It's no secret that the benefits of regular physical activity are huge:
Getting active can help fend off a wide range of diseases, keep you younger, more vital and more attractive.
So in short, becoming active helps you live longer and more healthily …
Not convinced? Read more below
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If there ever there was a health booster that can prevent the widest range of dis-eases and dis-comforts possible, it's …
taking up and maintaining a programme of sustained physical activity.
So what are the benefits of regular physical activity for the middle-aged woman on her journey through menopause?
Many women worry about weight gain at menopause. A programme of regular physical activity is the best way to prevent the pounds from gathering around your middle.
Check out this article for more on saying no to menopause weight gain.
Keeping active and fit is the best and most effective way of keeping general midlife discomforts at bay and can help you age well.
Regular physical activity also helps REDUCE:
So why don't we exercise more?
Why is obesity the fastest growing epidemic in the Western world?
Why, if we know that keeping our weight down will help us feel sexier, stronger, more supple and more energetic …
Why on earth don't we get more active?
I'm willing to bet that most women reading this page have tried taking up regular exercise at least once, if not many times in their lives. For sure some of us have managed to achieve a reasonable exercise habit, we lapse now and again (don’t mention Christmas…), but on the whole we keep up a good fitness programme.
But many women are resistant to the exercise habit.
And it's not because of lack of knowledge.
Nearly all of us KNOW perfectly well all about the benefits of regular physical activity.
But in spite of all the good intentions in the world, the gym subscription lapses, the new trainers find their way to the back of the cupboard and the realm of the fitness gurus recedes for another day, month, year…
Is that you?
OK … so what can we do about this?
Right – well the first thing is to recognise explicitly what I've just stated.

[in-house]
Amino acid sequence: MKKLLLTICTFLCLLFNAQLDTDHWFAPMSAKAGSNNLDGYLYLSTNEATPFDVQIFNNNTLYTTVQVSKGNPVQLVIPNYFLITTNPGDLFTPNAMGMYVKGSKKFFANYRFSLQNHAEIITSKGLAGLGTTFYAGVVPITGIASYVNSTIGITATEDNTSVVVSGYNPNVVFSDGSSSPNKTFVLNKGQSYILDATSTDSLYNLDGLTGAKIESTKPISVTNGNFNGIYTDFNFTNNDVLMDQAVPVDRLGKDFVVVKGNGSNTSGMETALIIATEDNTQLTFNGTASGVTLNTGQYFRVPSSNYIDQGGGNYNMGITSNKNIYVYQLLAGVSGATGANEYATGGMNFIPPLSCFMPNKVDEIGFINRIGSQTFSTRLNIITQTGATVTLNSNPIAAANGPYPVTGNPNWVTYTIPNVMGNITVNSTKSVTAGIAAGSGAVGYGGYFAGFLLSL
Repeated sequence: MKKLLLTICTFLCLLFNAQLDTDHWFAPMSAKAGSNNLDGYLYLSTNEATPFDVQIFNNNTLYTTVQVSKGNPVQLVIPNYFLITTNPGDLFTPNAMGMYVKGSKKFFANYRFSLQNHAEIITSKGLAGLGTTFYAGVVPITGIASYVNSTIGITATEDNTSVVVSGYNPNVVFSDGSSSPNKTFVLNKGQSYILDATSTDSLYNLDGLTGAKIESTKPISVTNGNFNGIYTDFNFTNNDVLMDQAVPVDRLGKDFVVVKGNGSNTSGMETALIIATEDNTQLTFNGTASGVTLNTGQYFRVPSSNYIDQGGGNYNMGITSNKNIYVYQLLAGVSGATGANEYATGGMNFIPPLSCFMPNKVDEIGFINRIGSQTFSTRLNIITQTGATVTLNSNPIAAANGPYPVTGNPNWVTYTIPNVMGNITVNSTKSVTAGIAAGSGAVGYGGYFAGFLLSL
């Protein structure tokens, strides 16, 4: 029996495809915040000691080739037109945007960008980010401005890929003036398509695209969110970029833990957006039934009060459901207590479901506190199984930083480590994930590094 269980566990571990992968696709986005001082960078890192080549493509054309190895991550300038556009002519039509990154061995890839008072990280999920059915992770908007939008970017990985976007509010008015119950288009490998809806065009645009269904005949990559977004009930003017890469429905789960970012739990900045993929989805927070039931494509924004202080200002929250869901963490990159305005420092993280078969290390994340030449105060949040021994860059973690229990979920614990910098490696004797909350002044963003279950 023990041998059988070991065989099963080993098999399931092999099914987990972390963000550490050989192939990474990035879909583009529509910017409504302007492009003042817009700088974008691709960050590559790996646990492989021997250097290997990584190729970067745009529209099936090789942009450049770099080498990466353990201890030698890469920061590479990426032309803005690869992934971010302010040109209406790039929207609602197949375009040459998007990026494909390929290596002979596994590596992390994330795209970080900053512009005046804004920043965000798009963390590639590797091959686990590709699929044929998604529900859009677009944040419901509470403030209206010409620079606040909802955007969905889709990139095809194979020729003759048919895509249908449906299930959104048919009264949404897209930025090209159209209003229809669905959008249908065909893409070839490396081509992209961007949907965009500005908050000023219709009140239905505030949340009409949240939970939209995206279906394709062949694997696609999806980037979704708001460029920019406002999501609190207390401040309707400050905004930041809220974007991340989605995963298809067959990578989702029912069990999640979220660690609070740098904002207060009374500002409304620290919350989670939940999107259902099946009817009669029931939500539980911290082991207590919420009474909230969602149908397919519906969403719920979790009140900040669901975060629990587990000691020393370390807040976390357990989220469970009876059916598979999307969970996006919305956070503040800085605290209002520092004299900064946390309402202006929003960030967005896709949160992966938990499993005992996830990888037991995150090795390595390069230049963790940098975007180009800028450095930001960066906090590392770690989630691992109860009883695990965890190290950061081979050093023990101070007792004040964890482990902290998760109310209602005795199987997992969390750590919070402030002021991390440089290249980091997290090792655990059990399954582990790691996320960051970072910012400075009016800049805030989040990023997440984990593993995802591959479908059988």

So I'll say it again, this time reframed as a question, so that you can decide whether or not it's true for you:
It's not because you don’t know about the benefits of regular physical activity that you don't get active, is it?
For most women our inactivity is nothing to do with not knowing that it's good for us.
Oh, we know about the benefits of regular physical activity all right.
It's just that we're the world's most inventive, imaginative, resourceful geniuses when it comes to finding barriers to actually doing anything about it …
too busy, too tired, (the best ones),
… we're not in the mood, under the weather, got an appointment, got nowhere to shower, it's raining, it's too hot, too cold, not got the right clothes, forgotten the gym card, my back hurts, car's broken down, the cat's sick, don't want to miss the movie, meeting him, her, them, all of them, got to talk to grandma, clean the hamster, hang out the washing, cook the dinner…
the list goes on and on doesn't it?
And I didn't have to move an inch to run off that list because I know all the reasons off pat – just like you do. We've all got a whole range of them up our sleeves!
We know we will feel better if we exercise, but we are experts at putting up barriers. That's because the thought of the pain (getting cold, making an effort, getting uncomfortable… etc) gets in the way of the rewards – that come immediately after the exercise, in the medium term and the long term.
But once we get over that initial mental barrier…
The rewards are many. Not just one or two.
The benefits of regular physical activity are loads, tonnes, infinite…
And the rewards are immediate, medium and long term:
The immediate reward of exercise is that fantastic buzz you get when you've finished exercising: the high of the endorphin rush, the flushed skin, the healthy appetite and the overall feeling of tremendous well-being and feeling oh-just-so-pleased-with-yourself that you worked out so well.
You feel like you can conquer the world after that run, class or swim don't you?
Then there's the medium term rewards of keeping up the exercise habit:
And then there's the long term rewards that you won't notice, because they're all the things that are less likely to happen if you get active than they are if you stay inactive: the lower risk of heart disease, strokes, bone problems, falls, depression and much more.
It's your call
Getting active is about you taking a good hard look at your life, the way you think and what motivates you.
If YOU don’t want to get active, then a herd of elephants isn't going to persuade you to that you should, much less me, writing on this page.
But if you do want to then you'll find a way. Because wanting to is what it's all about. After all we can do anything if we're sufficiently motivated.
What was that phrase again?
"Yes We C - - !!"
So ask yourself right now whether you really want to get moving and reap the benefits of regular physical activity.
And if you make the decision that you do want to, then you’re ready to move on the next step: Find the exercise habit that suits you and your lifestyle the best.
… is anyone going to switch off their computer and rush out in their trainers to run around the block? I’m coming too, but - er - just a sec, I've just a few things I need to do first…
Published July 2010. Last updated 31/8/2012